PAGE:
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South Dakotans Show Consensus on Trade Agreements and Attitudes About China, but Split on Illegal Immigration

The South Dakota Voter Survey was conducted in the first two weeks of October by The SDSU Poll, a research group housed in the School of American and Global Studies at South Dakota State University. As a part of the survey, 485 registered voters in South Dakota were asked about their opinions on trade agreements, relations with China, and illegal immigration.

 

South Dakotans are in Favor of More Trade Agreements, Particularly Democrats

We asked respondents if they felt the United States should have fewer trade agreements with other countries or more agreements on a sliding scale from 1 to 7. In general, South Dakotans believe that the United States should have more trade agreements with a mean score of 4.5. On balance, Democrats, Republicans, and Independents all fell on the “pro-trade” side of the issue. Democrats are particularly supportive of international trade with a score of 4.9, while Republicans displayed less enthusiasm for trade agreements with a score of 4.3. Independents are generally supportive of more trade agreements with a mean score of 4.7. Additionally, South Dakotans living in rural areas are slightly more supportive of further trade agreements than South Dakotans living in cities, likely due to the well-known importance of trade to South Dakota ag producers, especially grain farmers.

"Range spike chart showing that all partisan groups in South Dakotans are broadly supportive of more trade agreements. Democrats most supportive, Republicans less supportive, with independents between the two parties."

South Dakotans Tend to See China as a Threat to Jobs and Security

Despite general support for expanding trade agreements with other countries, most South Dakotans see China as something of a threat to their jobs and security rather than an opportunity for new markets and economic investment. The mean score for the state is 3.2 on the 7-point scale, which shows that South Dakotans have a somewhat negative view of the Asian country. Given the fact that Sino-American relations deteriorated in recent years, and the much-emphasized fact that the coronavirus originated in China, these unfavorable views are unsurprising given the political framing. Democrats show a mean score of 3.8 on the scale, indicating that they are slightly more inclined to see China a threat rather an opportunity; but this is not a particularly strong belief. Republicans, with a mean score of 2.7, have significantly more unfavorable views of China. Given the strong rhetoric of the Republican leaders towards China, particularly from President Trump, the perception of China as a threat among South Dakota Republicans is unremarkable. Independents, with a mean score of 3.4, slightly tend towards seeing China as a threat to their jobs and security splitting the difference between the two main parties.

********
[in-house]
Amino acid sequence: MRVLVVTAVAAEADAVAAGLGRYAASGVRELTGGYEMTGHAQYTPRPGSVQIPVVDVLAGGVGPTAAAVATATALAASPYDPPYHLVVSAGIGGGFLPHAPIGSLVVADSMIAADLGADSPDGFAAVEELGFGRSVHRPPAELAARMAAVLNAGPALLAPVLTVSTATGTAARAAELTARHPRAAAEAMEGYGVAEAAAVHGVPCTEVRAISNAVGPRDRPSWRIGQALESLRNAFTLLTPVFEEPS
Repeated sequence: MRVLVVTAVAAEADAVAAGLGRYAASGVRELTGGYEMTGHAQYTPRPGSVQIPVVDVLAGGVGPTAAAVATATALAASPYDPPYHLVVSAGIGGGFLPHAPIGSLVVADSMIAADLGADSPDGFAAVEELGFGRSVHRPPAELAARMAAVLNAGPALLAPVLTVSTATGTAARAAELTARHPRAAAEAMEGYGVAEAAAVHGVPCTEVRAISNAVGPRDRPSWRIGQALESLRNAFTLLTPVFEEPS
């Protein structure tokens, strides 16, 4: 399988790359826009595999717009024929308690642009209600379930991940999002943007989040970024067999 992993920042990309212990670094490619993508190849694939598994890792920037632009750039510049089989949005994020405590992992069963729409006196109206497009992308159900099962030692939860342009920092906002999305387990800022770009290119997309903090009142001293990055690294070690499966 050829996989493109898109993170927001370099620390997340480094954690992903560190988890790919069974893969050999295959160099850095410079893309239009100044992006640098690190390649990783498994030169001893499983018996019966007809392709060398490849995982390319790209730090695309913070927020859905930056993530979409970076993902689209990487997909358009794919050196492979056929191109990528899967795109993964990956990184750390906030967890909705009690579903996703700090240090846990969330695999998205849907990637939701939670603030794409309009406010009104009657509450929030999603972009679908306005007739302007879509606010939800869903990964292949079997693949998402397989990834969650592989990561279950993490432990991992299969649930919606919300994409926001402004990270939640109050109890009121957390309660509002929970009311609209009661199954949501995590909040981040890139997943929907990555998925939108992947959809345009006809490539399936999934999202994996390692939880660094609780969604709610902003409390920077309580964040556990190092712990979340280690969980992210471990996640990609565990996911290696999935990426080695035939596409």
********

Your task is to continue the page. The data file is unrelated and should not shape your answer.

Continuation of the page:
"Range spike chart showing that Republicans see China as more of an economic threat than opportunity, independents see China as slight threat, Democrats see China as a slight threat."

South Dakotans Show A Bit of Consensus on a Pathway to Citizenship for Illegal Immigrants

An average score of 4.6 on our 7-point scale indicates that South Dakotans are generally in favor of creating a pathway to US citizenship for illegal immigrants rather than returning them to their countries of origin. Given the extent to which the issue has become politicized, particularly under the Trump presidency, this is quite remarkable. However, a rather large divide exists between Democrats and Republicans on the degree to which this is supported. Democrats are strongly unified in their belief that the policy should focus on creating a pathway to US citizenship for illegal immigrants, which is indicated by a mean score of 6.0 on our scale. Republicans, with a score of 3.6 display less enthusiasm towards establishing a pathway to citizenship. Republicans in South Dakota are, on average, more likely to favor deporting these immigrants to their native countries rather than creating a pathway for citizenship, but they are still in a rather neutral range. Independents, rather precisely, split the difference between the parties with a mean of 4.9.

"Range spike chart showing some consensus on pathways to citizenship for illegal immigrants with Republicans neutral to somewhat unsupportive, independents supportive, and Democrats very supportive."

Please note: Some corrections were made on October 28, 2020

Contributors: David Wiltse PhD & Filip Viskupic PhD